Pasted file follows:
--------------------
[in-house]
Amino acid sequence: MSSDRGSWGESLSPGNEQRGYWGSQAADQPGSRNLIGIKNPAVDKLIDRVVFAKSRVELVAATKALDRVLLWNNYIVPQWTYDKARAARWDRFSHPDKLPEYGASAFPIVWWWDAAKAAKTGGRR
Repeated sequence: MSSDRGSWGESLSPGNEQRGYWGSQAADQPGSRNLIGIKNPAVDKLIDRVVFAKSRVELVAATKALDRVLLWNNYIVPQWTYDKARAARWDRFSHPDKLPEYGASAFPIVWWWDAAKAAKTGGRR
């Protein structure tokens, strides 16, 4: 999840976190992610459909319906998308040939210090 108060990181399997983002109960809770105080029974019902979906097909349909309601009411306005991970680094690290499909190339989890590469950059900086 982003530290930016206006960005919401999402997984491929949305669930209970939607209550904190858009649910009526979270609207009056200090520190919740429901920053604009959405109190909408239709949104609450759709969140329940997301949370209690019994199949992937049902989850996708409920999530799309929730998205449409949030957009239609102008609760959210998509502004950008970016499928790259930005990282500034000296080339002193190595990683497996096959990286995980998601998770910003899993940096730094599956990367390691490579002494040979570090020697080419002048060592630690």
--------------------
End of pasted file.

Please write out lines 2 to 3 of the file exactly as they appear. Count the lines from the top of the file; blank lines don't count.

Amino acid sequence: MSSDRGSWGESLSPGNEQRGYWGSQAADQPGSRNLIGIKNPAVDKLIDRVVFAKSRVELVAATKALDRVLLWNNYIVPQWTYDKARAARWDRFSHPDKLPEYGASAFPIVWWWDAAKAAKTGGRR
Repeated sequence: MSSDRGSWGESLSPGNEQRGYWGSQAADQPGSRNLIGIKNPAVDKLIDRVVFAKSRVELVAATKALDRVLLWNNYIVPQWTYDKARAARWDRFSHPDKLPEYGASAFPIVWWWDAAKAAKTGGRR